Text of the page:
SALEM, Ohio — Organic dairy is still a very small corner of the dairy market in Ohio, but it is a niche that is feeling its way into the mainstream.
It is already miles ahead of where it was a year ago when a group of organic producers approached Bunker Hill Cheese Co. (www.heinis.com) about creating a local market.
Nationally, the sale of organic dairy products is way up, and still growing by 20 to 30 percent a year. Organic milk and cheese have moved out of the natural foods markets, and are now being stocked in major supermarkets.
And in northeastern Ohio, the group that went in search of a market is now an official organic dairy cooperative with 15 members and six more scheduled to complete the certification requirements and become organic producers in the fall.
Bunker Hill is producing about 8,000 pounds of organic cheese a week, and is selling it in new markets it had never penetrated before.
And Goshen Dairy is exploring the possibility of bottling fluid organic milk, with a decision expected by the end of the summer.
So far, those who are involved haven’t found much of a downside. Even the added burden of meeting the requirements of organic production is accepted as worth the added value in market price.
According to Robert Troyer, plant manager at Bunker Hill Cheese, production of its new line of Pure Pastures Organic Cheese has gone smoothly.
There have been no problems with the certification process, and the cheese house’s sale of the organic cheeses has increased steadily.
Moving into new markets has been a challenge, Troyer said, but the cheese is now selling on the West Coast and in the Southwest, markets where Bunker Hill had never marketed its traditional line.
“I think it would be conservative to say that our production will double in the next two years,” Troyer said.
Goshen Dairy in New Philadelphia is exploring bottling organic milk as a way of increasing current production.
Goshen, which produces a full line of dairy products, now handles about 30 million pounds of milk a year. It also maintains a chain of nine retail Goshen Dairy convenience stores.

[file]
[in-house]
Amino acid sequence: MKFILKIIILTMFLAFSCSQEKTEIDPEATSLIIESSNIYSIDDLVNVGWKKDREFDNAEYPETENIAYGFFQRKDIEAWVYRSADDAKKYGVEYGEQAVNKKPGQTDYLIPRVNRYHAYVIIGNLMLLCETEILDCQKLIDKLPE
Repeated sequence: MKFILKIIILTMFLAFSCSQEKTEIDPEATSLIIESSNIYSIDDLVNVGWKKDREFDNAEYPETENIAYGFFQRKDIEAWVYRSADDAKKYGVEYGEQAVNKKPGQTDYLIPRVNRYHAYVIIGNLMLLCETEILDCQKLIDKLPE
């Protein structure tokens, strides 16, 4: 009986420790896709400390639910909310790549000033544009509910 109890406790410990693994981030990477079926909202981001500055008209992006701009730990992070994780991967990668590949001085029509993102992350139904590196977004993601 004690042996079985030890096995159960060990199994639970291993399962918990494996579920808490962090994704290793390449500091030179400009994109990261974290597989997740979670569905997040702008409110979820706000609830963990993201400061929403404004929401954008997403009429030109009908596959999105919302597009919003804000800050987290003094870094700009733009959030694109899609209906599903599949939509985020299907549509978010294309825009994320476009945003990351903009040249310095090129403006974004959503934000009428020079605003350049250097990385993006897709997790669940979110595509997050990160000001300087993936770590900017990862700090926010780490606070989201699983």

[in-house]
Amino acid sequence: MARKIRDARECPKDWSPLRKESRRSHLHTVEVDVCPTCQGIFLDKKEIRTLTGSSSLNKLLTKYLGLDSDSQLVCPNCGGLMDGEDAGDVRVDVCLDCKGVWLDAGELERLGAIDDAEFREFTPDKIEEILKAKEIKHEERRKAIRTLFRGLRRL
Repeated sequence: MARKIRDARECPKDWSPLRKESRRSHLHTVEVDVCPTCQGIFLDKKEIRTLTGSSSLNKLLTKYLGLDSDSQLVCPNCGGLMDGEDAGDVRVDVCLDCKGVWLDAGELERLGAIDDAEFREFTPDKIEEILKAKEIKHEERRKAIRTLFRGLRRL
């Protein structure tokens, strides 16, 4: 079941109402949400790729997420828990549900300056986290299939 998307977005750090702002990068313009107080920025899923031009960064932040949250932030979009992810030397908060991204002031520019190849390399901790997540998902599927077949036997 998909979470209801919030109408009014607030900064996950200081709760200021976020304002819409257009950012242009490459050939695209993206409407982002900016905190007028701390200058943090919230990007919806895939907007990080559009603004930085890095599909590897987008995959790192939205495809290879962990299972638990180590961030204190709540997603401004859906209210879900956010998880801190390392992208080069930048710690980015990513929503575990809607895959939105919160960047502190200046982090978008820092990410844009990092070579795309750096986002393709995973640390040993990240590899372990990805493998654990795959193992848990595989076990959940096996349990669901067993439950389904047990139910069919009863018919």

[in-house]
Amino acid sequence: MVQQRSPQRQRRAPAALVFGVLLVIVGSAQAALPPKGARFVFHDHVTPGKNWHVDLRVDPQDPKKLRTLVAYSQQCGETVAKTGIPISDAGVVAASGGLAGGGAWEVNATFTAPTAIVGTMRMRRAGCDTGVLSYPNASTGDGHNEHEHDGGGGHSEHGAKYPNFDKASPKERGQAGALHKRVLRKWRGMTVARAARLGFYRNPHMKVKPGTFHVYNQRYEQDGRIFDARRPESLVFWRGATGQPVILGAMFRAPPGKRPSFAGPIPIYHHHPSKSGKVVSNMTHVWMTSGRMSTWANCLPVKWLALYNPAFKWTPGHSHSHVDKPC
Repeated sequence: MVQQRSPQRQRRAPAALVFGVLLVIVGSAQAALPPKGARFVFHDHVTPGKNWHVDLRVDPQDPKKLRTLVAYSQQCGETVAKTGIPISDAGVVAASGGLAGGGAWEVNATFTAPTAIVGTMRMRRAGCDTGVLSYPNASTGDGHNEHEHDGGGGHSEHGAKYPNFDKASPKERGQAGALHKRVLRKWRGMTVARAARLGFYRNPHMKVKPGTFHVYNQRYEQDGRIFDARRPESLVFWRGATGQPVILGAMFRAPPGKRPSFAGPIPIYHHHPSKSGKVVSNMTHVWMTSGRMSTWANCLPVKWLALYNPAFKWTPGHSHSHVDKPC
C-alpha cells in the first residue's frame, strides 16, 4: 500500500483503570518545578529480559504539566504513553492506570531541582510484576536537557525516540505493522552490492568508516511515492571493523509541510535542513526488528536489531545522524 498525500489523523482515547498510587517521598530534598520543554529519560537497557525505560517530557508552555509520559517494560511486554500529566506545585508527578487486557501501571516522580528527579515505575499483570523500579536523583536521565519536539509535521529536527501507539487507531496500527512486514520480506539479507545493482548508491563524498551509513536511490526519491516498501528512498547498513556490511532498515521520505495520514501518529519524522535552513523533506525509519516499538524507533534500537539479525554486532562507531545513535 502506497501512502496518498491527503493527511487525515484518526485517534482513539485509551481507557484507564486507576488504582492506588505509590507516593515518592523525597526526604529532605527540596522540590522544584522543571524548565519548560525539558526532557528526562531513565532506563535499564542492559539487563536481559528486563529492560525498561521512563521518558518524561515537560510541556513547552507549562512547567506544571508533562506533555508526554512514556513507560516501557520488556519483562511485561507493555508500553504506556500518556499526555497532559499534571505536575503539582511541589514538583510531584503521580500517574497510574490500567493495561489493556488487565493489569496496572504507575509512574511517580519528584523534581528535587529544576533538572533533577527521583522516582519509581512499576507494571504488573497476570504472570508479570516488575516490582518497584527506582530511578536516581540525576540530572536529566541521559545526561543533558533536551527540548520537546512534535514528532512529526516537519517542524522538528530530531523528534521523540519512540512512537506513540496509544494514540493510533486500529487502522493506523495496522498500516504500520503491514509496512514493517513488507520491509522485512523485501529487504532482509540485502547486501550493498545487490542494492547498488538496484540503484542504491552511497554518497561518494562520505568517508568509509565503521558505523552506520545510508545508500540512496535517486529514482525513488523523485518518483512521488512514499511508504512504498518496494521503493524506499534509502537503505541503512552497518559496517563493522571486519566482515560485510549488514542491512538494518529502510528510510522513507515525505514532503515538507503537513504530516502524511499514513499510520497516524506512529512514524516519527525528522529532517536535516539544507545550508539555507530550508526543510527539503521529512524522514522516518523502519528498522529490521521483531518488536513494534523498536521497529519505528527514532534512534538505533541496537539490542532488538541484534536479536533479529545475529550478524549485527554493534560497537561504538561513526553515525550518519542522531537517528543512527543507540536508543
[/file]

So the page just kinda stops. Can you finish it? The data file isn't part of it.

According to Hans Bishel, plant manager, the key factor in making a decision about organic production will be whether or not they are able to find a sufficient supply of raw milk. They have already been in conversation with a group of producers who say they would be interested, Bishel said.
According to Doug Daniels of Knox County, president of the newly formed cooperative, Organic Family Farms, it takes about four years for a producer to become certified if he starts from scratch.
The land on which organic feed is grown, Daniels said, has to be chemical free for three years. Then the cattle have to be fed 100 percent organic feed for nine months before the milk can be certified as organic.
However, he said, there are ways to get started faster than that.
There is already a certain amount of chemical-free pasture out there that can be used, he said, and Ohio is an old established organic crop market, so there is a lot of feed available.That means it is possible for a producer to get started without waiting for all of the ground he uses to be organically certified.
In addition, he said, there are now also a couple of suppliers of organic dairy heifers.
Most of the producers who are interested in organic production, he said, are small, looking for an alternative to the traditional milk market.
Since most dairy producers are spreading manure on their crop land now,” he said, “there’s really not that much of a change in the way you farm.”
There has been a lot of interest among producers, he said. A recent meeting called on short notice drew 75 producers.
Those who have formed Organic Family Farms range in herd size from milking 20 cows, to an average herd of about 45 to 50.
“We have to meet this Bunker Hill contract now,” Daniels said, “but when we have more supply, we intend to expand out into other products and other markets.
“I got into it for the money. I liked the 17-cent base as opposed to 9-1/2 cents. But let’s say the organic concepts are beginning to grow on me.”
He said he wished he had known before about some of the natural alternatives he is now using, such as treating infection with a combination of corn oil and aloe rather than with antibiotics.
“The science is sound,” he said. “We just didn’t know about these things before now.”
So far, Daniels said, there hasn’t been a down side. If the organic producers involved in the cooperative can continue to increase their production and can eventually retain ownership of the milk into the processing, he said, “we’ll see how far we can go with this.”